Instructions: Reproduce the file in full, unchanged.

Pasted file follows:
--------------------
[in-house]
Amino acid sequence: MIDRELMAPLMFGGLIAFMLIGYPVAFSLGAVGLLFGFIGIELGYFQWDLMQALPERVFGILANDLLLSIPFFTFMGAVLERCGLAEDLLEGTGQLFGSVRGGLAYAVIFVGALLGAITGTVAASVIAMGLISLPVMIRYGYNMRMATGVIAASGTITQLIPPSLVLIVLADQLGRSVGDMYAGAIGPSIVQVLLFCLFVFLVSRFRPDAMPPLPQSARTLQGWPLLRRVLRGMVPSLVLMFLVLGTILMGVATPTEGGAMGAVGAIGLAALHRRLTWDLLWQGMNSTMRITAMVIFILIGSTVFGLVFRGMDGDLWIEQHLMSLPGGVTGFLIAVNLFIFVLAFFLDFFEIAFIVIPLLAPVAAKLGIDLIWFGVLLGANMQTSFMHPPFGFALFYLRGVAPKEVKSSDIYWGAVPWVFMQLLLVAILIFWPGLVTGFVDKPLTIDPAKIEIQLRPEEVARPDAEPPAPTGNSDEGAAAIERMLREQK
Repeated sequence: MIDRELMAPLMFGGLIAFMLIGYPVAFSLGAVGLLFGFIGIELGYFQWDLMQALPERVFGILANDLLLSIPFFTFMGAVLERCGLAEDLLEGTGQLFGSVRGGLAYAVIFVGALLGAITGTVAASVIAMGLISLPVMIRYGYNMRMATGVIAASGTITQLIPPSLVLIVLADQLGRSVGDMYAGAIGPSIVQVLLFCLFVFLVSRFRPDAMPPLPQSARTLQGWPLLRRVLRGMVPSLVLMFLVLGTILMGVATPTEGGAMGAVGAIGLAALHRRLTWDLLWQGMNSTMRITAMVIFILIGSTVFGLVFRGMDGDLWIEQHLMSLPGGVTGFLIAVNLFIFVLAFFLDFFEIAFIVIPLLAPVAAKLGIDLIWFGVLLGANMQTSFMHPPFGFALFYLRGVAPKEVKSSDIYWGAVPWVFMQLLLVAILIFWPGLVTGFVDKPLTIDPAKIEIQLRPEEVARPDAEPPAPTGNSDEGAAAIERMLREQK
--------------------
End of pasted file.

[in-house]
Amino acid sequence: MIDRELMAPLMFGGLIAFMLIGYPVAFSLGAVGLLFGFIGIELGYFQWDLMQALPERVFGILANDLLLSIPFFTFMGAVLERCGLAEDLLEGTGQLFGSVRGGLAYAVIFVGALLGAITGTVAASVIAMGLISLPVMIRYGYNMRMATGVIAASGTITQLIPPSLVLIVLADQLGRSVGDMYAGAIGPSIVQVLLFCLFVFLVSRFRPDAMPPLPQSARTLQGWPLLRRVLRGMVPSLVLMFLVLGTILMGVATPTEGGAMGAVGAIGLAALHRRLTWDLLWQGMNSTMRITAMVIFILIGSTVFGLVFRGMDGDLWIEQHLMSLPGGVTGFLIAVNLFIFVLAFFLDFFEIAFIVIPLLAPVAAKLGIDLIWFGVLLGANMQTSFMHPPFGFALFYLRGVAPKEVKSSDIYWGAVPWVFMQLLLVAILIFWPGLVTGFVDKPLTIDPAKIEIQLRPEEVARPDAEPPAPTGNSDEGAAAIERMLREQK
Repeated sequence: MIDRELMAPLMFGGLIAFMLIGYPVAFSLGAVGLLFGFIGIELGYFQWDLMQALPERVFGILANDLLLSIPFFTFMGAVLERCGLAEDLLEGTGQLFGSVRGGLAYAVIFVGALLGAITGTVAASVIAMGLISLPVMIRYGYNMRMATGVIAASGTITQLIPPSLVLIVLADQLGRSVGDMYAGAIGPSIVQVLLFCLFVFLVSRFRPDAMPPLPQSARTLQGWPLLRRVLRGMVPSLVLMFLVLGTILMGVATPTEGGAMGAVGAIGLAALHRRLTWDLLWQGMNSTMRITAMVIFILIGSTVFGLVFRGMDGDLWIEQHLMSLPGGVTGFLIAVNLFIFVLAFFLDFFEIAFIVIPLLAPVAAKLGIDLIWFGVLLGANMQTSFMHPPFGFALFYLRGVAPKEVKSSDIYWGAVPWVFMQLLLVAILIFWPGLVTGFVDKPLTIDPAKIEIQLRPEEVARPDAEPPAPTGNSDEGAAAIERMLREQK